Stress Eating Comfort Food Can Increase Mental Health and Heart Disease Risks

Stress Eating Comfort Food Can Increase Mental Health and Heart Disease Risks
  • Studies show that people tend to eat fatty comfort foods when they are stressed.
  • However, a new study has found that these foods may make the effects of stress worse.
  • People who ate fatty meals had greater signs of endothelial dysfunction.
  • Endothelial dysfunction can increase the risk of problems like cardiovascular disease.
  • Experts say plant foods have compounds that may help reduce endothelial dysfunction.

Do you tend to reach for fatty comfort foods like ice cream and potato chips when you are under stress? If so, you may want to think twice, according to researchers at the University of Birmingham in Birmingham, United Kingdom.

A new study, which was published in the journal Frontiers in Nutrition, found that eating high-fat foods prior to stressful events could have detrimental effects on endothelial function.

The endotheliumTrusted Source is a single layer of cells lining the blood vessels. When it is functioning properly, it is involved in the constriction and relaxation of blood vessels. It also manages the movement of fluids and other molecules to the tissues of your body.

Endothelial dysfunction can lead to an increased risk of cardiovascular disease, clogged arteries, and high blood pressure.

Eating a fatty meal during stress affects blood flow

According to the study authors, stress is known to cause a decline in endothelial function for around 15 to 90 minutes after a stressful event in healthy, young adults.

Additionally, studies report that people tend to overeat fatty and sugary foods when they are under stress, which can have adverse effects on the blood vessels, including endothelial dysfunction.

Given these facts, the authors thought that there might be some interplay between the effects of stress and fat consumption that would cause blood flow to be even further impaired.

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To study whether this was indeed the case, the researchers recruited 21 healthy volunteers, split nearly evenly between male and female participants.

They were each given a breakfast composed of two butter croissants and then asked to do an eight-minute mental stress test. For the test, they were required to solve math problems in their heads with gradually increasing speed. They also received an alert when they got an answer wrong.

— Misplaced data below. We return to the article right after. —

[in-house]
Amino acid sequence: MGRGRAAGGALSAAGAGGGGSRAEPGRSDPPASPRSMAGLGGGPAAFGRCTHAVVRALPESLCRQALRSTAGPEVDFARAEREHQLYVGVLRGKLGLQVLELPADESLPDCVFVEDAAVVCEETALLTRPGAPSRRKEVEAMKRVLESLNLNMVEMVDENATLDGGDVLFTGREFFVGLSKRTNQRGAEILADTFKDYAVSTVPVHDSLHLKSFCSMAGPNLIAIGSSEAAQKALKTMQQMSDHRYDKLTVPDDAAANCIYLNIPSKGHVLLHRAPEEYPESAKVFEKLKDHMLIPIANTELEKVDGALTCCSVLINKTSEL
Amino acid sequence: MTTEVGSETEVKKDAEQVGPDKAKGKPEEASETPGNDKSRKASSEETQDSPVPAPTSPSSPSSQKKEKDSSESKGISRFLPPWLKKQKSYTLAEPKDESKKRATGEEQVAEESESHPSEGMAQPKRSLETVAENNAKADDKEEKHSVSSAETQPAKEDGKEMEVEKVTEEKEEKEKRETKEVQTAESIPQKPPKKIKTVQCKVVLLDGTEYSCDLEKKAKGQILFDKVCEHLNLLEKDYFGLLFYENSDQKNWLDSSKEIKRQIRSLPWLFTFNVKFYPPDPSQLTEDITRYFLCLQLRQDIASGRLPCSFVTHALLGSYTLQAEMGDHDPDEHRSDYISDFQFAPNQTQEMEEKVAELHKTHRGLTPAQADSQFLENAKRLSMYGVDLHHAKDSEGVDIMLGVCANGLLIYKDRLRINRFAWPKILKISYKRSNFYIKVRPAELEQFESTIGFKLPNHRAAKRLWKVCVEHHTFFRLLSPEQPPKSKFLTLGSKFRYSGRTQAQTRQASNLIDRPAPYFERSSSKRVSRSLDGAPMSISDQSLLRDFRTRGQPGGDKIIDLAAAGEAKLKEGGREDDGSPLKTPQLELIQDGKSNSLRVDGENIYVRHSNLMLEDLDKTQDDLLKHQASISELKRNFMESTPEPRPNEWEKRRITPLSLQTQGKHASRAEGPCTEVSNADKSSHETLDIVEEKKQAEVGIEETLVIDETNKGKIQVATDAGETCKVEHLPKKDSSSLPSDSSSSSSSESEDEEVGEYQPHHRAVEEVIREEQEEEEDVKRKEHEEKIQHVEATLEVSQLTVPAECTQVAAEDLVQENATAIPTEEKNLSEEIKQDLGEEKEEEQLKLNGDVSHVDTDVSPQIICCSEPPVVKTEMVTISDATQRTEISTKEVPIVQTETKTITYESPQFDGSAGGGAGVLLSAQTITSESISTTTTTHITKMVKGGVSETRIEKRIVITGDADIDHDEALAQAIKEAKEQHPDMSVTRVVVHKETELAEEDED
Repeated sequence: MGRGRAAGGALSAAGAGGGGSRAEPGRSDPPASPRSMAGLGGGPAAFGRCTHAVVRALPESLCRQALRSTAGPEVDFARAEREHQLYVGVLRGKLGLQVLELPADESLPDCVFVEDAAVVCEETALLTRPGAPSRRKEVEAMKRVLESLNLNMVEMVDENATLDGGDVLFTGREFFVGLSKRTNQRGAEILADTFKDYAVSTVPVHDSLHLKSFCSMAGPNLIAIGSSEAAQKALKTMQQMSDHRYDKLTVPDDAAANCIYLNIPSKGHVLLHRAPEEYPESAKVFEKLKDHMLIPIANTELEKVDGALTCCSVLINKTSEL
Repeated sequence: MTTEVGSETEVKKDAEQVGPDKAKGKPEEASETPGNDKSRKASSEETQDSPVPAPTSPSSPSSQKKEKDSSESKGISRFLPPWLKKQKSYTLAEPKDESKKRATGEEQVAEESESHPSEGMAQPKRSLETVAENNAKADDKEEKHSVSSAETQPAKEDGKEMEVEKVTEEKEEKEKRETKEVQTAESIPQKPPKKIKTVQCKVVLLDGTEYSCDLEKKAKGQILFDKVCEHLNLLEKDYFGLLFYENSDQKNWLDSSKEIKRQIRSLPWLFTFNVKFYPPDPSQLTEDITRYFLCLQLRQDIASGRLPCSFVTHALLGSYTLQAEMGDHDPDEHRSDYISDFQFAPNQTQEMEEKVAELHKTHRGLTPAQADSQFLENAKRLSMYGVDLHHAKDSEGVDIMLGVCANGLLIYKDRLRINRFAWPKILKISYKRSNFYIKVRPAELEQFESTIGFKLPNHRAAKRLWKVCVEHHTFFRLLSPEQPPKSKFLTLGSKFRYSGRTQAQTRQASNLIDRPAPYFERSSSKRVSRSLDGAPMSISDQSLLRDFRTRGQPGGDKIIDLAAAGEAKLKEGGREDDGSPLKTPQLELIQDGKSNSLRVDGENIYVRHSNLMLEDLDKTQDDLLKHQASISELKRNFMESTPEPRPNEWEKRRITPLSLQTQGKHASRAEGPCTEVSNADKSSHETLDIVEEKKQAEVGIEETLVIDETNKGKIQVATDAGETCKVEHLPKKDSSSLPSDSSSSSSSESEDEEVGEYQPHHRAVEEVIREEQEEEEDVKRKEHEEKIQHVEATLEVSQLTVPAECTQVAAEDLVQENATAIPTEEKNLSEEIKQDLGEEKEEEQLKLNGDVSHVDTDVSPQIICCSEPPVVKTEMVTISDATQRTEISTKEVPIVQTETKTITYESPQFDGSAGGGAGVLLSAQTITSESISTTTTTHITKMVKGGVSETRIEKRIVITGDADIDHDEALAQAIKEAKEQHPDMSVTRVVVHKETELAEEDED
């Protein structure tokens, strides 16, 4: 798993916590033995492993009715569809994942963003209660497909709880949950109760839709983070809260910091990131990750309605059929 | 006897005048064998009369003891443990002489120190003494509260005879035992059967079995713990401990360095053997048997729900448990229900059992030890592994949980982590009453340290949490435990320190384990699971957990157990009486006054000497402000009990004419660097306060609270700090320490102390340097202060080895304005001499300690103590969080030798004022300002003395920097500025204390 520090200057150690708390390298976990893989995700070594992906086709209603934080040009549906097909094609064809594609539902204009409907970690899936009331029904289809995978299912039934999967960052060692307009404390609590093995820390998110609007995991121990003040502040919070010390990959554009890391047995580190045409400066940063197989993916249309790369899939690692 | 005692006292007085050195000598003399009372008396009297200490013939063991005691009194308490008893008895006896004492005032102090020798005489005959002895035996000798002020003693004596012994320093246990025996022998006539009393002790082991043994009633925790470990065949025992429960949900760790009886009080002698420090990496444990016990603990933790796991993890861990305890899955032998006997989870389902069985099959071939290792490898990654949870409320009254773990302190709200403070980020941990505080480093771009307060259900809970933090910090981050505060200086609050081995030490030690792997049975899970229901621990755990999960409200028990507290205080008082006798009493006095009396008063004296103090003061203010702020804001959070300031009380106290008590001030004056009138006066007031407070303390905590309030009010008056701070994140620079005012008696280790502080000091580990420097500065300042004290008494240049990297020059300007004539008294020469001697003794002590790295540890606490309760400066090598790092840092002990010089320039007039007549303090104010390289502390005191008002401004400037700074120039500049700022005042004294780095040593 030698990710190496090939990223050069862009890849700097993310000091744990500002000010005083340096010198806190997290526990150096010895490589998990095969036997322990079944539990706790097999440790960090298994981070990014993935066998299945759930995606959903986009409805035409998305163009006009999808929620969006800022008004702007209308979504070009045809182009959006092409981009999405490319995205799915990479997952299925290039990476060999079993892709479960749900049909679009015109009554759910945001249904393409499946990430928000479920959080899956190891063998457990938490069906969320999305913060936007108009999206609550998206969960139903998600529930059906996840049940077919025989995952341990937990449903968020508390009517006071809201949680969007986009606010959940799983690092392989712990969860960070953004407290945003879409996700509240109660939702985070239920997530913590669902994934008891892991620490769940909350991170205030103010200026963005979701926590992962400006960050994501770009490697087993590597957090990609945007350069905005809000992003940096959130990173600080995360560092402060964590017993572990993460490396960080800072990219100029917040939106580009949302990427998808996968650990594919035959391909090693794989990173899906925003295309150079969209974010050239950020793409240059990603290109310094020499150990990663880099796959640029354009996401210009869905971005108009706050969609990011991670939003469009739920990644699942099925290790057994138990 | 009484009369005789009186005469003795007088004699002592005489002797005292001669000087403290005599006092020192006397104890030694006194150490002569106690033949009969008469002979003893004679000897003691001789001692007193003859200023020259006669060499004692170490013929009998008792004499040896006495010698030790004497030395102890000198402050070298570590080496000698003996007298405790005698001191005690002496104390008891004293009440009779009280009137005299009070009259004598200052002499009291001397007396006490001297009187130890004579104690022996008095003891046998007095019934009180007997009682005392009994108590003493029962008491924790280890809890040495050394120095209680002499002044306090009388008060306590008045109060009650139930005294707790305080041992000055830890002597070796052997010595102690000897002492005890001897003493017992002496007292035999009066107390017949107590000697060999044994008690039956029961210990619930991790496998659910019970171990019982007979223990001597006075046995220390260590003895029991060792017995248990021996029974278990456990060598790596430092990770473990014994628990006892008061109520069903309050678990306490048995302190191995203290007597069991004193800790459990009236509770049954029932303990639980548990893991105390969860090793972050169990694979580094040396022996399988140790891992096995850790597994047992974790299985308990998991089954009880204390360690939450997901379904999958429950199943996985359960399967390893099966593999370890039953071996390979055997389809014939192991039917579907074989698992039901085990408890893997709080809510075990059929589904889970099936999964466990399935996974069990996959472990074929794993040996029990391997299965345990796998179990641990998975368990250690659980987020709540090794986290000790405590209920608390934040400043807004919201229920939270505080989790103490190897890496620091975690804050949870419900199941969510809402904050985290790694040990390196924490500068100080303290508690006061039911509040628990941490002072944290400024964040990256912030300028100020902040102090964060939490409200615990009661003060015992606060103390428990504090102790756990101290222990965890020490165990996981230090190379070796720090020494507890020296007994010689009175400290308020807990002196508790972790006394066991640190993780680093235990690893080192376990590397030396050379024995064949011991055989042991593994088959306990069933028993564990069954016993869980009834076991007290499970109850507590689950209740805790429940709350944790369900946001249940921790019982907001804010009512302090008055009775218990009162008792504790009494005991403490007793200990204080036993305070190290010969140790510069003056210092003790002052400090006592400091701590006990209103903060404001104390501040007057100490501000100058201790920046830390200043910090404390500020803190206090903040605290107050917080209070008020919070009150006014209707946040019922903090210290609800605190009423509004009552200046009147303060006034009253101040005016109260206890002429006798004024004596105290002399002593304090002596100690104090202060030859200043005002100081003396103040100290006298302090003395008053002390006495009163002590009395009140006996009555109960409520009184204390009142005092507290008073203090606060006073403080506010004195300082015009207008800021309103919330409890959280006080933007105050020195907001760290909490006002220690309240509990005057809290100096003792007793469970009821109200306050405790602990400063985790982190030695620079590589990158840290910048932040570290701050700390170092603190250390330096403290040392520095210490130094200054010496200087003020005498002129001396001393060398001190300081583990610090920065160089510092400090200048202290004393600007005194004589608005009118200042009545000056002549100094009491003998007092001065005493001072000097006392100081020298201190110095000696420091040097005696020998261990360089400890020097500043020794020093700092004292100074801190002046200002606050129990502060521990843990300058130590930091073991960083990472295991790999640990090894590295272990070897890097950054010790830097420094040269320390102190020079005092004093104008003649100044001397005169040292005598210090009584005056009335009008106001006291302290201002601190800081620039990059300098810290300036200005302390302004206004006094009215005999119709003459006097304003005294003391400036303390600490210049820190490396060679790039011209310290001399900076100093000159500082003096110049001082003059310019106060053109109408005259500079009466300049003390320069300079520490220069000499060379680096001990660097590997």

The purpose of the test was to simulate the stress that a person might feel on an average day.

The function of the participants’ vascular systems was tested by using a method called “flow-mediated dilatation” to measure blood flow through an artery in the arm.

The team of scientists found that eating fatty foods when feeling stressed led to a reduction in vascular function of 1.74%. This was in contrast with the 1.18% reduction that was seen when people ate a low-fat meal while undergoing testing.

The authors noted that previous studiesTrusted Source have shown that even a 1% reduction in function can cause a 13% rise in cardiovascular disease risk.

They further stated that the decline in vascular function lasted as long as 90 minutes after the math test had ended in people who ate the high-fat meal.

In a press release, the researchers also note that they found eating high-fat foods had negative effects on oxygenation in the pre-frontal cortexTrusted Source, the area of the brain responsible for higher-level cognitive processes.

People who had eaten the high-fat meal experienced a 39% reduction in oxygenated hemoglobin (the component of red blood cells that carries oxygen) when compared to those who had eaten a low-fat meal.

Why fat amplifies the effects of stress